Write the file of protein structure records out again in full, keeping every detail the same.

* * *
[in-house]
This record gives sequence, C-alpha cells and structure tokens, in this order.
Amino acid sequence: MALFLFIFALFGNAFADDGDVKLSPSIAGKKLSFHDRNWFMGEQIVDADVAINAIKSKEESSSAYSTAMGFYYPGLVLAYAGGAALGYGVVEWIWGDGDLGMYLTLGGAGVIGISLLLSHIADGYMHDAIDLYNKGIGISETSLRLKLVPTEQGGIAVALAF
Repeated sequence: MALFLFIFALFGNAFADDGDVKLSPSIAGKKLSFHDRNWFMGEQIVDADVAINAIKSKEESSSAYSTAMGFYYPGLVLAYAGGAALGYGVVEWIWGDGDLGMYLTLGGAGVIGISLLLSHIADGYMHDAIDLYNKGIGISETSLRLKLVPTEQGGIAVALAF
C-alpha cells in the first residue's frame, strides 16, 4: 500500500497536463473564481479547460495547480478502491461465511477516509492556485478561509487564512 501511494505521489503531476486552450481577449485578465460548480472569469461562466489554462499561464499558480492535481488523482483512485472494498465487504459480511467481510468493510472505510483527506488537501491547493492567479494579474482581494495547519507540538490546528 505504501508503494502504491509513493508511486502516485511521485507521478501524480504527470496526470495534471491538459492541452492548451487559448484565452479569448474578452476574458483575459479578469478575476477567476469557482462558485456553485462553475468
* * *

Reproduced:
[in-house]
This record gives sequence, C-alpha cells and structure tokens, in this order.
Amino acid sequence: MALFLFIFALFGNAFADDGDVKLSPSIAGKKLSFHDRNWFMGEQIVDADVAINAIKSKEESSSAYSTAMGFYYPGLVLAYAGGAALGYGVVEWIWGDGDLGMYLTLGGAGVIGISLLLSHIADGYMHDAIDLYNKGIGISETSLRLKLVPTEQGGIAVALAF
Repeated sequence: MALFLFIFALFGNAFADDGDVKLSPSIAGKKLSFHDRNWFMGEQIVDADVAINAIKSKEESSSAYSTAMGFYYPGLVLAYAGGAALGYGVVEWIWGDGDLGMYLTLGGAGVIGISLLLSHIADGYMHDAIDLYNKGIGISETSLRLKLVPTEQGGIAVALAF
C-alpha cells in the first residue's frame, strides 16, 4: 500500500497536463473564481479547460495547480478502491461465511477516509492556485478561509487564512 501511494505521489503531476486552450481577449485578465460548480472569469461562466489554462499561464499558480492535481488523482483512485472494498465487504459480511467481510468493510472505510483527506488537501491547493492567479494579474482581494495547519507540538490546528 505504501508503494502504491509513493508511486502516485511521485507521478501524480504527470496526470495534471491538459492541452492548451487559448484565452479569448474578452476574458483575459479578469478575476477567476469557482462558485456553485462553475468